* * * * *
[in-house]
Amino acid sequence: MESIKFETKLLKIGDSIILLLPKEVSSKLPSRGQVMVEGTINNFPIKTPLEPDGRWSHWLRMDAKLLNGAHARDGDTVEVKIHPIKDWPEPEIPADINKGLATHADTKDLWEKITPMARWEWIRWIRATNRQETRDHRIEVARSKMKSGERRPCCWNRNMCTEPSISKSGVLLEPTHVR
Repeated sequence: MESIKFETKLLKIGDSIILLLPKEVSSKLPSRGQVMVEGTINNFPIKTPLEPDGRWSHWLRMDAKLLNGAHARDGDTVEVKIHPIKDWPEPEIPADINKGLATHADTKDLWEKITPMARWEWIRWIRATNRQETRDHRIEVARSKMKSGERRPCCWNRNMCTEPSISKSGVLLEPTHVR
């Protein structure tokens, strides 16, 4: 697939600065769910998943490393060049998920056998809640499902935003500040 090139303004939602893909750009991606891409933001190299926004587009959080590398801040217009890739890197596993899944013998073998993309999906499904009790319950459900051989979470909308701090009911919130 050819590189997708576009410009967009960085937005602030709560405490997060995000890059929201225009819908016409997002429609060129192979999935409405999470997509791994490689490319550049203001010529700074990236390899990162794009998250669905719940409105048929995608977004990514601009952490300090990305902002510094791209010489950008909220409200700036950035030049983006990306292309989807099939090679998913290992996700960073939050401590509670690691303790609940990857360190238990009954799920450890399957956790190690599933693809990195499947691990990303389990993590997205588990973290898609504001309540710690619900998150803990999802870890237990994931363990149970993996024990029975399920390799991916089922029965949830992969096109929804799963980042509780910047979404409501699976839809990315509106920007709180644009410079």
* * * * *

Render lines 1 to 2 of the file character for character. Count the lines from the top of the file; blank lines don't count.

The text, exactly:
[in-house]
Amino acid sequence: MESIKFETKLLKIGDSIILLLPKEVSSKLPSRGQVMVEGTINNFPIKTPLEPDGRWSHWLRMDAKLLNGAHARDGDTVEVKIHPIKDWPEPEIPADINKGLATHADTKDLWEKITPMARWEWIRWIRATNRQETRDHRIEVARSKMKSGERRPCCWNRNMCTEPSISKSGVLLEPTHVR